April 30, 1974 (29th Parliament, 2nd Session)

PC

Charles Humbert Thomas

Progressive Conservative

Mr. Thomas (Moncton):

Mr. Chairman, in speaking on clause 5, I allude again to remarks I made this afternoon when I said that although I am reasonably satisfied with the purpose of this legislation, I am disturbed at the vast powers given to the CTC. As I said, members on my side do not place too much confidence in the Canadian Transport Commission. We are disturbed to note the speed, or lack of it, with which it acts on applications, and at the lack of parliamentary control ove the CTC. The situation is manifestly ridiculous. We are asked to pass a bill which will make available hundreds of millions of dollars to a body over which parliament has no effective control.
Let me explain what I mean. Clause 3 gives the CTC power to consider applications and determine if the applications are valid. Then the commission must determine whether funds are to be provided with respect to the financial plan and transportation plan. There is a study under way in the Moncton area on which $150,000 has been spent. It follows other studies, and before they are all completed we shall have spent perhaps half a million dollars on them. That may be fine, but I wonder what is the purpose of clauses 5(1) and 5(1) (c), where provision is made for plans to be altered. Clause 5(1) reads:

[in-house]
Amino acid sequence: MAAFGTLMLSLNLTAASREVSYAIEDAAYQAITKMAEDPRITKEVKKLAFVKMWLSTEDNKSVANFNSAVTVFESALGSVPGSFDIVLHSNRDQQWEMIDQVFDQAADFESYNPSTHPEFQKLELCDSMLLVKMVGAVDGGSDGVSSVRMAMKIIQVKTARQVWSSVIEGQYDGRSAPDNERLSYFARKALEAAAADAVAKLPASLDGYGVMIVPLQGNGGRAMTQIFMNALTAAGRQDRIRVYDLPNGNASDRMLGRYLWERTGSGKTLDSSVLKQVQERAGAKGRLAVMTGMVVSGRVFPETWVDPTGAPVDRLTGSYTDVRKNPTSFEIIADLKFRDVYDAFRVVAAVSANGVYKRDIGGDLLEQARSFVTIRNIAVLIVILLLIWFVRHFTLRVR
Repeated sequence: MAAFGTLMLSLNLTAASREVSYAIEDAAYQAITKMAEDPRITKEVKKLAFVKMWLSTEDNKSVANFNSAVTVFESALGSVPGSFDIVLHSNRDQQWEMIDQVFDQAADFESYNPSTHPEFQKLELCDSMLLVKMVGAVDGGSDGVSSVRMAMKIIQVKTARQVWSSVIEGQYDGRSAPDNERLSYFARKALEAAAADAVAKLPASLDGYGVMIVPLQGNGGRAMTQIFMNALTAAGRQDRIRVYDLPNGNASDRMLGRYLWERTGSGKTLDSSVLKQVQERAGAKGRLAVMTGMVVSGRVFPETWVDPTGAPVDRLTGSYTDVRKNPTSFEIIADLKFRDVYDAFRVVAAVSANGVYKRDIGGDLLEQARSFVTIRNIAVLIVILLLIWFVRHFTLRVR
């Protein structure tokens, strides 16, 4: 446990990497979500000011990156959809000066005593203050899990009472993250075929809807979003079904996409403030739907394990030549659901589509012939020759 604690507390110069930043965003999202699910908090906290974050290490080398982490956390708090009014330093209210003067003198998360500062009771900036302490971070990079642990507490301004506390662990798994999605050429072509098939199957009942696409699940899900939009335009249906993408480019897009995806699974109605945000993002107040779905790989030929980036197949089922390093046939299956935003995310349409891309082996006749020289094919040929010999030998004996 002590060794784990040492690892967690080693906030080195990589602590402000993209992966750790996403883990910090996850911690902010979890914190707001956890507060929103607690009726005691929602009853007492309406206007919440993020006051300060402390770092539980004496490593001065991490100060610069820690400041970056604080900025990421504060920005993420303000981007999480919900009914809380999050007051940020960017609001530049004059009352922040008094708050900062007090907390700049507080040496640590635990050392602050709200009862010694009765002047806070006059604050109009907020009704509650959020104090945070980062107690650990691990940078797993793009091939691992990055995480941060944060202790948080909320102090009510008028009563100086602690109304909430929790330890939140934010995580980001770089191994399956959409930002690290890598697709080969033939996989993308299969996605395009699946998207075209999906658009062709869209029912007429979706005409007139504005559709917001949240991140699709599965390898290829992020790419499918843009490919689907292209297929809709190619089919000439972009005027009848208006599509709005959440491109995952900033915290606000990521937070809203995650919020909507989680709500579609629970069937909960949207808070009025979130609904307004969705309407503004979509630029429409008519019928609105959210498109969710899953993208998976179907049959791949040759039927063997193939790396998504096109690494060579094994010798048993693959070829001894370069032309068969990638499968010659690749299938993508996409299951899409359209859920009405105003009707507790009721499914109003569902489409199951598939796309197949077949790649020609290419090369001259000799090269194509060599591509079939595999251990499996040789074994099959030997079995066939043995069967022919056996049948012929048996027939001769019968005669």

The accepted plan, together with the financial plan, shall be filed with the Commission and the Commission may accept the transportation plan and the financial plan either as submitted or with such changes in either of them as the Commission considers necessary,...
Subparagraph (c) of clause 5(1) says, in so many words, that if the municipality or province applying for assistance does not agree with the changes the commission has made to the plan, the whole thing shall be tossed out. Why provide government funds for an exhaustive study of a financial and transportation plan, which we assume will be done by reputable and responsible people, if the whole thing can be tossed out? Why include such a provision which negates the entire thrust of the statute? I think I have read the bill correctly.
Let me ask the minister, why is it necessary to give the CTC power arbitrarily to alter a financial plan or transportation plan as it sees fit? If we intend to give the CTC veto power, provision should be made for arbitration and consultation. If the CTC suggests certain changes, they should be referred back to the applicant, who may or may
Relocation of Railway Lines
not agree. This clause, as I read it, provides that the CTC can make any change it deems necessary, and only after the plan has been agreed to will the CTC approve it. Such language is not necessary. Why spend a lot of money on a plan which the CTC can toss out at will?

Topic:   GOVERNMENT ORDERS
Subtopic:   RAILWAY RELOCATION AND CROSSING ACT
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